When climate policies such as carbon tax are enacted to raise emission unit costs, the number of affiliates declines due to increased production expenses. These policies also alleviate the impact of physical risk, aligning with the initial proposition. Additionally, advancements in greener practices and increased emission productivity can either amplify or dampen the number of affiliates in a country.

An examination of the connection between climate risks and foreign direct investment reveals that as climate risks increase, high-productivity firms become more vulnerable, leading to a decline in FDI. Physical risks such as natural disasters and transition risks associated with becoming a low-carbon economy can impact FDI, and the influence of these risks on FDI can be amplified or mitigated through appropriate policies.

On an average, emission productivity is higher in advanced economies compared with emerging economies, making the impact of climate risks on FDI more pronounced in advanced economies. Therefore, focusing on reducing emissions at the country and industry level is crucial to attract higher FDI inflows. However, FDI can have both positive and negative effects on emission productivity, highlighting the need to examine emissions at the firm level for a better understanding of these effects.

It is worth noting that higher emission productivity does not necessarily result in increased FDI, contrary to expectations. This is due to composition effects that arise when aggregating service and manufacturing industries at the country level. So, significant effects on the intensive margin are not consistently observed. However, when examining the extensive margin, a consistent finding is that FDI inflows decrease during climate events in advanced economies. Outflows of FDI can be observed from emerging economies during floods, and from advanced economies due to policy changes like carbon tax.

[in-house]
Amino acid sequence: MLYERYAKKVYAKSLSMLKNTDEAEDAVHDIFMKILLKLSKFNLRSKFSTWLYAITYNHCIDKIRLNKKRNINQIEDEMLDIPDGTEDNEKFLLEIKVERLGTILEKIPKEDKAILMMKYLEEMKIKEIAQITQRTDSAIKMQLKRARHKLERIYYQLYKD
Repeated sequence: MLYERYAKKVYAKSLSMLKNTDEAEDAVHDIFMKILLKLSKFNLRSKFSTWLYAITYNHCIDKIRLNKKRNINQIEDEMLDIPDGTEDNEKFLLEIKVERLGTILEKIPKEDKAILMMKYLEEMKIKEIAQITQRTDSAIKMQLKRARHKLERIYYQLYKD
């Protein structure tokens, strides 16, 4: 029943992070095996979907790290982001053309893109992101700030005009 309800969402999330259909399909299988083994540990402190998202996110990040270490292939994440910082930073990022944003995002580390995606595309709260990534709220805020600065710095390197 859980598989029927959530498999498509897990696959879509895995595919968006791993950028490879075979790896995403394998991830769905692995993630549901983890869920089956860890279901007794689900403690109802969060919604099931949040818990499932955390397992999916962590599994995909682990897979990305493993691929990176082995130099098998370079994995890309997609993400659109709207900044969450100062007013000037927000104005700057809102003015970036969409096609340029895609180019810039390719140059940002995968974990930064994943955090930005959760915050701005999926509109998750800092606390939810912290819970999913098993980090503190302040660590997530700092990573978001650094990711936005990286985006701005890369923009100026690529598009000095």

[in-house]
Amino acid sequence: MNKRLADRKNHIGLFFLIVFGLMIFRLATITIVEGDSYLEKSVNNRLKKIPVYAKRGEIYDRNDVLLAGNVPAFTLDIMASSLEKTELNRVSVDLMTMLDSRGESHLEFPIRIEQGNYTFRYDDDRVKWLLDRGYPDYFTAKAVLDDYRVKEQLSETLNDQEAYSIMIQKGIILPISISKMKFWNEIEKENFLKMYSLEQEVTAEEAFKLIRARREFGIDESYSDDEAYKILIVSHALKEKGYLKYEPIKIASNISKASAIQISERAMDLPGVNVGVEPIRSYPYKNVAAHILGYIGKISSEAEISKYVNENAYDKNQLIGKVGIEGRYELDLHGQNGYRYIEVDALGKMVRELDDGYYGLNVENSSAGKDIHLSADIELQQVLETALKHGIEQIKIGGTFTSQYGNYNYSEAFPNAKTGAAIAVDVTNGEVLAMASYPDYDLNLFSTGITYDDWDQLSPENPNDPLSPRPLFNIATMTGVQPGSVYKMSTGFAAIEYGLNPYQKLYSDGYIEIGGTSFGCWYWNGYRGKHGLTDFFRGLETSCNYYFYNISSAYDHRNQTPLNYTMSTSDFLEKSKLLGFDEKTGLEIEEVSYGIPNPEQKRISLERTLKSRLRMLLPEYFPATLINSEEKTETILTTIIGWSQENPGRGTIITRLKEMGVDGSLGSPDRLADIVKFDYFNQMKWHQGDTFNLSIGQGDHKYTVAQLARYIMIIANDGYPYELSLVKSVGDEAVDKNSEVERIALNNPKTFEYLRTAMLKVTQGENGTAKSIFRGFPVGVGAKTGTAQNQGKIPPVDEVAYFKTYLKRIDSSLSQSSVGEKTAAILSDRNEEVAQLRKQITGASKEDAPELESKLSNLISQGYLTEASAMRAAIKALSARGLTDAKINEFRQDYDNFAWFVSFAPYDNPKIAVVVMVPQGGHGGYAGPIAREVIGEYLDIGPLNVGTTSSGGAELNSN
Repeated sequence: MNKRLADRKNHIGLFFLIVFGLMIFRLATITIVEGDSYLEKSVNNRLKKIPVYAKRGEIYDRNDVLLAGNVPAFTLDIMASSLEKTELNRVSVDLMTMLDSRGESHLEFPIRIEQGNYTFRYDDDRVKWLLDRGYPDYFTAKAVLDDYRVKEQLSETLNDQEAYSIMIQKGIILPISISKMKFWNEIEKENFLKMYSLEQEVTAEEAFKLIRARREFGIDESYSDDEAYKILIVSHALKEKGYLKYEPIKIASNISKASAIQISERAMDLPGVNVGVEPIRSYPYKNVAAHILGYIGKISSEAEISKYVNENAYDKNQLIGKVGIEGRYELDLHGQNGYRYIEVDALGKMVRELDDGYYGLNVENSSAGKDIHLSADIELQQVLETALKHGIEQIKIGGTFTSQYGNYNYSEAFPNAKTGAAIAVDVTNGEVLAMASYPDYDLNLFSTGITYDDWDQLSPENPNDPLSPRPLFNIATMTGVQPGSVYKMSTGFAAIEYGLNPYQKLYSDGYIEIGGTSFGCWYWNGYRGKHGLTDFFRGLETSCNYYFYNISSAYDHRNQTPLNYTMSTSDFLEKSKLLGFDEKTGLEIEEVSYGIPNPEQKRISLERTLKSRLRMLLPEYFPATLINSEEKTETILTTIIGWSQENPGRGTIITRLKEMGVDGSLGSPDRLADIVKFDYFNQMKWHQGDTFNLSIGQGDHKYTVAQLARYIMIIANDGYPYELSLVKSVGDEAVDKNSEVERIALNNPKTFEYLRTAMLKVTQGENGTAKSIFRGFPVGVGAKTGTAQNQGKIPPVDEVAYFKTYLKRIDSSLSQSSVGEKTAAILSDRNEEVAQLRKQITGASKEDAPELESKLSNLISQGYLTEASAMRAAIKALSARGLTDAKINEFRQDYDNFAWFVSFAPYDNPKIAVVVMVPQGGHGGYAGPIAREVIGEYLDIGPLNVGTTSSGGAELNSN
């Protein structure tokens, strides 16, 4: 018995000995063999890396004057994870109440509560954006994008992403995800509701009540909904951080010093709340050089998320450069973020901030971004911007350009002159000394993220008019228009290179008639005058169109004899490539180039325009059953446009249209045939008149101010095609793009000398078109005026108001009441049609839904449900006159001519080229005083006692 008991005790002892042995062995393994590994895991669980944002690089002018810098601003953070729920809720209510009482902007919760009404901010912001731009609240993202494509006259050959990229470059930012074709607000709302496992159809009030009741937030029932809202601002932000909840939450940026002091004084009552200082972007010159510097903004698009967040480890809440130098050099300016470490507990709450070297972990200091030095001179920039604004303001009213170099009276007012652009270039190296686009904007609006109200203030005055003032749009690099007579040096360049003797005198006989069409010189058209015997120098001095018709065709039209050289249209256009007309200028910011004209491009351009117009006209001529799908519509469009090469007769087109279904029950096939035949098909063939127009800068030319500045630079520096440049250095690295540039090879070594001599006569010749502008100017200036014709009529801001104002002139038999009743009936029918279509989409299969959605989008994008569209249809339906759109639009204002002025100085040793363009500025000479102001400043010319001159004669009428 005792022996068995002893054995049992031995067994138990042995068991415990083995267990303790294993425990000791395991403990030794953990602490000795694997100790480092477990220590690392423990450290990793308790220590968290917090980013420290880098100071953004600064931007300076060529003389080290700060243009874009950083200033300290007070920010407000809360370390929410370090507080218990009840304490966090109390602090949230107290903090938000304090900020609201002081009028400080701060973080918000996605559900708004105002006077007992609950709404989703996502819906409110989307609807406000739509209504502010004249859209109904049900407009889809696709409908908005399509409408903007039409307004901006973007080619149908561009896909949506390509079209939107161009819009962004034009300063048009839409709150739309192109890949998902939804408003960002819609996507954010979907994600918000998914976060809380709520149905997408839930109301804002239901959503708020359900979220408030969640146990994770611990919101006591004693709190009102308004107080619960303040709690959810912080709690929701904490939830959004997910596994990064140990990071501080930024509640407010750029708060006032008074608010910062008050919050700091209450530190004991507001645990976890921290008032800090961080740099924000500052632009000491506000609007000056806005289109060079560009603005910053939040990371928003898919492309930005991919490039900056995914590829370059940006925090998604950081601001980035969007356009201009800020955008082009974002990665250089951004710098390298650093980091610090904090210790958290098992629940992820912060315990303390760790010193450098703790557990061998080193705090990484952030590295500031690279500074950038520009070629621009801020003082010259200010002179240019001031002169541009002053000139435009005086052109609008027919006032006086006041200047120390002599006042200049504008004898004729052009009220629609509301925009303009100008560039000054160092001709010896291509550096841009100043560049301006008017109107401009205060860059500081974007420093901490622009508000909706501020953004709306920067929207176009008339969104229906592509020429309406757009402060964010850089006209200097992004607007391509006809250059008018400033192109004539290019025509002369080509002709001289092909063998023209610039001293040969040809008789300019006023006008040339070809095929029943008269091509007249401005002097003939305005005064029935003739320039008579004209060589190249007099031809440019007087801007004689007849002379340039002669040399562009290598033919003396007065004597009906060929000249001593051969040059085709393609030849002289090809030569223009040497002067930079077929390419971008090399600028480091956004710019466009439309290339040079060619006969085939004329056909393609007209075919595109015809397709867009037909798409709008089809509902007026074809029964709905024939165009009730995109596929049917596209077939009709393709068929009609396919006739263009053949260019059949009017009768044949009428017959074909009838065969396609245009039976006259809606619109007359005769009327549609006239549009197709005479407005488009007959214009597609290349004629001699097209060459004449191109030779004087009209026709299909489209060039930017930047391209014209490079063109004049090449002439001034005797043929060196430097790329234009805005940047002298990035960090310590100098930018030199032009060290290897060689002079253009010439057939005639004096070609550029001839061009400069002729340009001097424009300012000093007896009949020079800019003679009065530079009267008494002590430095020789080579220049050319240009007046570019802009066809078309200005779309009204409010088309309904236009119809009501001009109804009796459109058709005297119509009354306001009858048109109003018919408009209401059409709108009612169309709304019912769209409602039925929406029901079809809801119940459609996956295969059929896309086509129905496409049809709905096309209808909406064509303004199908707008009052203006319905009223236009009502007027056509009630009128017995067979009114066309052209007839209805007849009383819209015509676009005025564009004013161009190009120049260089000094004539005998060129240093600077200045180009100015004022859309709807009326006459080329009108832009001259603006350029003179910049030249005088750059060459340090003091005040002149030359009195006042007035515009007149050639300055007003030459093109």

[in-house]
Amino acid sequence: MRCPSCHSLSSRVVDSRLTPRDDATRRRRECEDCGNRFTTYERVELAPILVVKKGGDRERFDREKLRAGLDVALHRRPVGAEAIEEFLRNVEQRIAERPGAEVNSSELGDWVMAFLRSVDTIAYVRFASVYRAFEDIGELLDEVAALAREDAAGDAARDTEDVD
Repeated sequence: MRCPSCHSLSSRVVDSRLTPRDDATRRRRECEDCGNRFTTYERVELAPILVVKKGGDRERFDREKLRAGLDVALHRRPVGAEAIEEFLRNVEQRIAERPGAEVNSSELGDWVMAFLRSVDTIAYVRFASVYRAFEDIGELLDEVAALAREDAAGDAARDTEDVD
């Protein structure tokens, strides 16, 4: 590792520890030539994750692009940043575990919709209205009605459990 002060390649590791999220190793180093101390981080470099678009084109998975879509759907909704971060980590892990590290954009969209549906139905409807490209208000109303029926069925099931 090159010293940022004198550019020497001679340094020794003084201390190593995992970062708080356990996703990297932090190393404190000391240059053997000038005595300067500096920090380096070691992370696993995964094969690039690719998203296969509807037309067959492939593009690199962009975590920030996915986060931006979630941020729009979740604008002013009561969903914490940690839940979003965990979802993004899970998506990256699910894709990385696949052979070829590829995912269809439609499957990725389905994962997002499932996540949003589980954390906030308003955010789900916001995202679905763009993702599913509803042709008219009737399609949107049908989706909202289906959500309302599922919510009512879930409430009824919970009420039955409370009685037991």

Certain results exhibit an ambiguous nature, as the effects of climatological and meteorological factors are opposite, consistent with existing literature. The reasons behind this phenomenon remain unclear. Overall, the impact of climate-related risks on FDI in advanced and emerging economies reveals a higher FDI outflows in response to meteorological and hydrological effects, especially from advanced economies. Other effects not explicitly mentioned either have no significant impact or show an equal number of positive and negative effects, rendering the overall impact non-robust.

The influence of climate-related risks on foreign direct investment flows varies based on the nature of the economy and the extent to which firms are exposed to climate risks. These results underscore the significance of considering these factors when studying the impacts of climate change on FDI. To further delve into these relationships, acquiring additional data and conducting thorough testing are imperative for more robust findings.